Aston Martin has revealed the production version of the Valkyrie hypercar but is still officially tight-lipped about its performance figures.
Aston Martin has been working on their very first electric hypercar in collaboration with Red Bull. And after teasing with different versions and information regarding the car, Aston has finally gone and revealed the production-ready vehicle with headlights, tail lights and new aero tweaks based on the prototype concept which was showcased earlier this year at the Geneva Motor Show. In addition to that, it also has a fully finished interior with a removable steering wheel, seats and instrumentation as well.
From the looks of it, the cabin looks more upright compared to the concept version of the car, we guess to make it more comfortable for the occupants. The sides have been given a simpler touch on the production version of the car, while still maintaining the Aston Martin trademark vents on the front fenders. The production car gets an air scoop on the top, a feature which was missing from the concept model. The Venturi tunnels run the full length of the car and full wheel covers are now added to the vehicle as well.
With Red Bull’s Adrian Newey as the chief aerodynamicist working with Aston Martin’s chief designer, Marek Reichman, the Valkyrie is obsessed with airflow and lightness. So much that the production car now features working head and tail lamps which are claimed to be 30-40 percent lighter than any unit fitted on any other existing Aston Martin. A normal Aston Martin badge was deemed too heavy for this car, while a sticker would just be worse than blasphemy, so the badge is laser-etched from aluminium that is just 70 microns thick. That's thinner than a human hair.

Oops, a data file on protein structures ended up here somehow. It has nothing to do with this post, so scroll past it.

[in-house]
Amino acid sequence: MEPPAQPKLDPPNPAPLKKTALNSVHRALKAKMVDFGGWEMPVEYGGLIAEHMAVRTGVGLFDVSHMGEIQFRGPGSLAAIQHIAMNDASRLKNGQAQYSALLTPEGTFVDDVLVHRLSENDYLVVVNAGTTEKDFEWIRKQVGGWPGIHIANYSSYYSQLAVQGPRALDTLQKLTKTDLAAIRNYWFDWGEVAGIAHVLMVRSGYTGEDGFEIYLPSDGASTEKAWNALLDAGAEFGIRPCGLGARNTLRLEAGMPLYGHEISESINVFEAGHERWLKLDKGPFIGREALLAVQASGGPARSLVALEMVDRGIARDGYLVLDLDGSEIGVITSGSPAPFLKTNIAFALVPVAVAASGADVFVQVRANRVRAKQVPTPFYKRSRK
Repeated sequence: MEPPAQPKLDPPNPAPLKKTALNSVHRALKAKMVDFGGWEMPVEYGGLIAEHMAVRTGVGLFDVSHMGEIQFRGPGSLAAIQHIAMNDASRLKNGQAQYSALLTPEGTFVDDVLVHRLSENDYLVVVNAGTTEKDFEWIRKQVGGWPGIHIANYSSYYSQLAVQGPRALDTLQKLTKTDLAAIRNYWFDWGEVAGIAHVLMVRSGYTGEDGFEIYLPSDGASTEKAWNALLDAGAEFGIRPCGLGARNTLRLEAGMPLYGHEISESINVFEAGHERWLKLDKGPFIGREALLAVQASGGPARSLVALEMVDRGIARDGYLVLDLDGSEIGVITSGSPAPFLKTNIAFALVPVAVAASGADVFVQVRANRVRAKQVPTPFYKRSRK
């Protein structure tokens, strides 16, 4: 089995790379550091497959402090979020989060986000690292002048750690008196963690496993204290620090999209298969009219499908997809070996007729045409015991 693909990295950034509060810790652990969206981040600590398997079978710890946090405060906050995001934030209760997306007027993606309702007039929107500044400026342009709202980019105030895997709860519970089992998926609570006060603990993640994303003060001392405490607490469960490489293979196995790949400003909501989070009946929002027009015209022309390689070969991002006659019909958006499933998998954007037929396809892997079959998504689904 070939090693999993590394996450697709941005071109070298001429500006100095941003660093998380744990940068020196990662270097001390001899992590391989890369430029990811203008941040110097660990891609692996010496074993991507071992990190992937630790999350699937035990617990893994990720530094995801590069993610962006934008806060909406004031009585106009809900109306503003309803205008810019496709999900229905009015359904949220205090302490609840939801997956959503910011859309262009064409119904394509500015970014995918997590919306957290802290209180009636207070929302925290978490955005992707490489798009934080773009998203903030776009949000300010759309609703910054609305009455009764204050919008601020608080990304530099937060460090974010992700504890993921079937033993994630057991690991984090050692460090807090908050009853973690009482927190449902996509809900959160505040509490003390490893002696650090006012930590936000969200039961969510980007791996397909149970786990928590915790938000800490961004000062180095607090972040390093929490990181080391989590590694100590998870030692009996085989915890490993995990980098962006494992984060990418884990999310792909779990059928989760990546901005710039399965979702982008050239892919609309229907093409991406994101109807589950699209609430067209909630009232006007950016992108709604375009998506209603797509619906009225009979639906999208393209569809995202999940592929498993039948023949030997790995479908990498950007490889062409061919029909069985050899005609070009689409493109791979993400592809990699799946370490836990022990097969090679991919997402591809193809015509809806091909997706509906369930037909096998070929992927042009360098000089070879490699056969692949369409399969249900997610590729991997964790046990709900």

The entire car is made from carbon fibre and the seats will be tailor made to the owner’s specifications and will not be adjustable as it will be a part of the shell. The passenger’s seating positions have been inspired right out of a Formula One or LeMans prototype. Both occupants have to sit reclined with their feet slightly raised. The occupants will be fastened to their seats with a four-point harness, (a six-point harness will be offered as an option). To keep the driver focused on nothing but driving, all the switchgear for the vehicle has been integrated into the removable racing-like steering wheel. The cabin features the main screen positioned centrally, while an information display is also provided right on the steering wheel. Additionally, there are two other screens on either side of the cockpit. To improve aerodynamics, Aston Martin has replaced ORVMs with cameras. The feed from the ORVMs is displayed on the screen in the cabin - making it the first time this technology will be used in a production car.
Some other tweaks are expected down the line as the vehicle nears production. However, most of the body panels and structures won't be seeing any major adjustments. As for the powertrains, Aston Martin officially hasn't revealed any numbers, however, Cosworth will be producing a naturally aspirated 6.5-litre V12 engine for the car which will be paired to a KERS hybrid system from Rimac. Power, which is rumoured to me around the 1114bhp mark, will be sent to the rear wheels by a 7-speed gearbox with paddle shifters from Ricardo. Michelin will be supplying the tyres. This $3 million limited production hypercar will hit the roads in 2019.